Books That Would Win Me Scrabble // Top Ten Tuesday

Hey bookworms! Do you play games a lot?? My family often has game nights where we all get way to competitive playing games like Clue, Scattergories, and Scrabble. I am the queen of scrabble (self proclaimed of course) in my family. They try to challenge my words, but I truly have talent for making up words that Scrabble accepts.

This weeks theme for Top Ten Tuesday hosted over at That Artsy Reader Girl is Books With Long Titles. I couldn’t decide what qualified as long (the amount of words, big words, a mouthful to say??) so I decided to go with Top Ten Books That Would Win Scrabble.

Now A Major Motion Picture by Cory McCarthy40 Points

Unlike the rest of the world, Iris doesn’t care about the famous high-fantasy Elementia books written by M. E. Thorne. So it’s just a little annoying that M. E. Thorne is her grandmother—and that Iris has to deal with the trilogy’s crazy fans.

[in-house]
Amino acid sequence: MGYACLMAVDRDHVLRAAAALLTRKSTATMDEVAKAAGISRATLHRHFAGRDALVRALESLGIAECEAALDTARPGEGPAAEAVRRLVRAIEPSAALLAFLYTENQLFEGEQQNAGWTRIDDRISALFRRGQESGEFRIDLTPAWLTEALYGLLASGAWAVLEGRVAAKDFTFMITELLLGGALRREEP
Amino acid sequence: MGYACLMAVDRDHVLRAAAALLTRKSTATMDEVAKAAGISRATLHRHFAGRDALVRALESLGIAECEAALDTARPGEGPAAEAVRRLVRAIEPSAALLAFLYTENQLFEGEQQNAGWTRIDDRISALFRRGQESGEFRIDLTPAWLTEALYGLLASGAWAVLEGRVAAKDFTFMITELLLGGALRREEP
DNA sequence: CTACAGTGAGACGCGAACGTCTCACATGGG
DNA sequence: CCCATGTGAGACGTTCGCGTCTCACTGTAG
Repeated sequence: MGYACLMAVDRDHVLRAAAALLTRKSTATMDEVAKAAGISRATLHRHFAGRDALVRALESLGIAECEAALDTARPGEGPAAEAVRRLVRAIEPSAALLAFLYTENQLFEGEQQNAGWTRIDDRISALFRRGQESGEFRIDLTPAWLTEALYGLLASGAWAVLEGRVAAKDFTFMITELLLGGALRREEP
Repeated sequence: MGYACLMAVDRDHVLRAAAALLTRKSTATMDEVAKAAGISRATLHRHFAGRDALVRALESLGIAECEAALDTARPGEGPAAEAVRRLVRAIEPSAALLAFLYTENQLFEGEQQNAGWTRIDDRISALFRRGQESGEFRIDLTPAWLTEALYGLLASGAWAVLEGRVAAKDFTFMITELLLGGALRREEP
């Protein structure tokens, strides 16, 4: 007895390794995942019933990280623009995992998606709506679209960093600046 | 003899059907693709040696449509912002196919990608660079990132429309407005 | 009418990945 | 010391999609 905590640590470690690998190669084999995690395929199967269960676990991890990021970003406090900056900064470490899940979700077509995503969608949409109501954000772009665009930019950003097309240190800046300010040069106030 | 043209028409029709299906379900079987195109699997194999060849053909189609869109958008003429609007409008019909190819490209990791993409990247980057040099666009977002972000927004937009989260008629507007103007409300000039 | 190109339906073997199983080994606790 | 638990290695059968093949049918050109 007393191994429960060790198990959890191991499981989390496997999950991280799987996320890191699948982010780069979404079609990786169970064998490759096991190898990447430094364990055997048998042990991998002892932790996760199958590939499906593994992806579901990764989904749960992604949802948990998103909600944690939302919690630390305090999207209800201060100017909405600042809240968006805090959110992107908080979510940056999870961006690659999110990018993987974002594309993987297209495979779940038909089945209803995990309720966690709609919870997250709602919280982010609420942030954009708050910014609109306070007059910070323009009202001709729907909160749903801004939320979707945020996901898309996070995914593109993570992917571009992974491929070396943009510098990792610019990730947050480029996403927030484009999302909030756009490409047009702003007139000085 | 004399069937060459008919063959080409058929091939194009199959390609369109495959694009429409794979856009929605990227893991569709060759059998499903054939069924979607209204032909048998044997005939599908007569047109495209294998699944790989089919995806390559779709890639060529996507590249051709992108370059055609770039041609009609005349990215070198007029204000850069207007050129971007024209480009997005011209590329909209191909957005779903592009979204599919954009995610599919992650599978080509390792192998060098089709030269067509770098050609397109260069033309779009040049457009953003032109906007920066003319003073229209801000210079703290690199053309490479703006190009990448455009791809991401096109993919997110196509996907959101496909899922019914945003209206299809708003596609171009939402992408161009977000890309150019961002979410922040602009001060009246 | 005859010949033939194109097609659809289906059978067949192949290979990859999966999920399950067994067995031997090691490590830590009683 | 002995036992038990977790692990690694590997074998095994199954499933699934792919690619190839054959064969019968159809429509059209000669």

When Iris gets dropped in Ireland for the movie adaptation, she sees her opportunity: if she can shut down production, the Elementia craze won’t grow any bigger, and she can finally have a normal life. Not even the rascally-cute actor Eamon O’Brien can get in her way.

But the crew’s passion is contagious, and as Iris begins to find herself in the very world she has avoided her whole life, she realizes that this movie might just be amazing… (from Goodreads)

Now A Major Motion Picture will earn you some major Scrabble points, but it is also a fun story set on a movie set. Featuring complex character relations, feminist themes, and lots of talk of fantasy worlds, it is definitely a book worth reading.

The Disturbed Girl’s Dictionary by NoNieqa Ramos41 Points